- The International Monetary Fund’s US$2.34 billion loan to Kenya’s government, announced in April 2021, has led to online protests using hashtags such as #stoploaningkenya and #StopGivingKenyaLoans.
- In a TV interview with the South African Broadcasting Corporation, Kenyan economist David Owiro said his country’s current debt stock was 100% of gross domestic product, or GDP.
- Owiro told Africa Check he had “misspoken”. The official debt to GDP ratio is 65.6%, but by current projections it could rise to 100% by 2030.
Kenya’s treasury said the money would help with its response to the Covid-19 pandemic, strengthen economic reforms and reduce its future debt burden.
Protesters said previous debt had not been used prudently. In response, the IMF said that without its support, Kenya would face higher taxes and have to borrow on more expensive terms.
As the public debate raged, the South African Broadcasting Corporation interviewed Kenyan economist David Owiro on TV.
Interviewer Peter Ndoro was aghast. “Hundred percent? Wow, but that would suggest almost insolvency.”
Owiro said the IMF was satisfied with Kenya’s ability to repay. But is the eye-widening figure he gave accurate?
‘This is not true’
Owiro told Africa Check that he had “misspoken” and the figure was much lower. He said he had asked the show’s producer to clarify the error. Owiro is the founder of the Nairobi-based Africa Development Think Tank, which does research for governments and organisations to help them make decisions based on evidence.
So what is the correct figure?
Dr Abraham Rugo is the Kenya country manager for the International Budget Partnership, a public finance and budget think tank. He told Africa Check the claim was incorrect. “This is not true,” he said.
The strategy puts the country’s public and publicly guaranteed debt at KSh7.3 trillion ($66.7 billion) as of December 2021. This accounts for 65.6% of gross domestic product.
‘Debt to GDP ratio doesn’t tell you much’
Kwame Owino, the chief executive of think tank Institute of Economic Affairs-Kenya, also said that the claim was incorrect. “Based on what’s been declared, it’s not 100%.”
Owino directed Africa Check to the IMF report that accompanied disclosure of the loan. This estimates that Kenya’s public debt was 65.8% of GDP in 2020. The report also forecast that this would increase to 70.4% this year, 72.6% in 2022 and 72.9% in 2023.
But the size of the debt relative to GDP alone “doesn’t tell you much”, Owino said.
“What matters is the payment terms. So if the size of the debt to GDP ratio is 100% but it is a 200-year loan, it will not be stressful. Japan and the US have low servicing costs because their loans are long-tenure.”
Debt burden may hinder economic growth
Owino gave more context. “We need to ask ourselves what the debt-servicing cost relative to revenues is, because debt is paid from revenues.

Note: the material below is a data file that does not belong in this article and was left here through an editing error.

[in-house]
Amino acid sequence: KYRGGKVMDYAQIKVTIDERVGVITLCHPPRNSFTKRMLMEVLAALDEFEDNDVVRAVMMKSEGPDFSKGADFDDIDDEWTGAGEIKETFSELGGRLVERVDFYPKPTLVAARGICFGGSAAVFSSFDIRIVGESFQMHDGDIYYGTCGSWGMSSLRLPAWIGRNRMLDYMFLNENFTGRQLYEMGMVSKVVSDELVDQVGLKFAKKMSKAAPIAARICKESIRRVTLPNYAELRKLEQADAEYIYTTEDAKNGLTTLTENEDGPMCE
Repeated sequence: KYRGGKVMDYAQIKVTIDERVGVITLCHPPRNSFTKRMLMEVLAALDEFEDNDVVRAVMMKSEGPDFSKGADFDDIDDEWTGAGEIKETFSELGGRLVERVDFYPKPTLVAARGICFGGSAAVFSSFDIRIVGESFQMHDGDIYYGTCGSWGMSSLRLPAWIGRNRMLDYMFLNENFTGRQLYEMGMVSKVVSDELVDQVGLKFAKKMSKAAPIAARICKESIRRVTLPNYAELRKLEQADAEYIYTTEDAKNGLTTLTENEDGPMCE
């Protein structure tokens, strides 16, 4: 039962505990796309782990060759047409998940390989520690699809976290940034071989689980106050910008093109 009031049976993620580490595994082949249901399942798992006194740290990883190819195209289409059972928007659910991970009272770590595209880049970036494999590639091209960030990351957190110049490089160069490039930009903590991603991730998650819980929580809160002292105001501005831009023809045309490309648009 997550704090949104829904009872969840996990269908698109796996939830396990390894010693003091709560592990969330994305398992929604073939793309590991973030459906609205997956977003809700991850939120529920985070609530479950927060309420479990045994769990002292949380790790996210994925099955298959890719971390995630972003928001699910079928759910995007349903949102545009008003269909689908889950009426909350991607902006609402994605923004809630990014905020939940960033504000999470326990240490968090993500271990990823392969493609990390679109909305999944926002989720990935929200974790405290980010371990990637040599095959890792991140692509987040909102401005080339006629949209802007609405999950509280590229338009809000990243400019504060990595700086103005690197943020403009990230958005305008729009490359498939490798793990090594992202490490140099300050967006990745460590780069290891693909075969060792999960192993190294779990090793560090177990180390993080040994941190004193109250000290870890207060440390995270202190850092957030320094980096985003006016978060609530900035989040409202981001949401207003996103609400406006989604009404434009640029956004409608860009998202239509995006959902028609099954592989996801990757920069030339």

“That is where countries get overwhelmed and that is where Kenya’s problem is. Paying loans and serving recurrent expenditure is not possible from revenues, and so you run into the problem where you need to borrow from one person to pay another.”
James Muraguri is the chief executive officer of the Institute of Public Finance Kenya think tank. He told Africa Check that Kenya’s appetite for borrowing was linked to its sizable fiscal deficits – the gap between the government’s revenue and its spending. The deficit increased from 7.3% of GDP in the 2017/18 financial year to 8.2% in 2019/20. The target was 3%.
“In the absence of fiscal discipline, it will be difficult for the government to sustain economic growth,” Muraguri said. “The economy will be susceptible to macroeconomic shocks and instabilities in the global economy.”
Debt may reach 100% of GDP by 2030
The budget office supports parliament’s oversight function through research.
It cautioned that the country’s debt stock was “projected to double by June 2030 and could account for over 100% of GDP”.
Debt relief gives Kenya breathing space
According to a debt management strategy published by Kenya’s national treasury in February 2021, the country will spend KSh458.2 billion servicing debt for the current 2020/21 financial year, against expected revenue of KSh815.9 billion.
For 2021/22 this would rise to KSh560.6 billion of a projected KSh1.2 trillion in revenue. One reason for the lower payments in the current financial year is a debt service suspension plan that Kenya is part of, Kwame Owino, the chief executive of think tank Institute of Economic Affairs-Kenya, said.
This is a temporary suspension of repayments that wealthier countries agreed on, to ease debt pressure as debtor countries try to recover from the Covid-19 pandemic. “You’re just getting a breather,” Owino said.
Under the plan Kenya is expected to get temporary relief of $630.8 million from May to December 2020, and $620.3 million from January to June 2021.
In April 2021 Kenya’s treasury said it was pushing to have this relief extended to June 2022.
Conclusion: Official data puts Kenya’s current debt at 65.6% of GDP
Owiro told Africa Check he had misspoken and that the actual figure was much lower. The most recent official data shows the country’s debt to GDP ratio is at about 65.6%.
But a key office that advises parliament warns that if public debt is not well managed and the economy underperforms the ratio could rise to 100% – in 2030.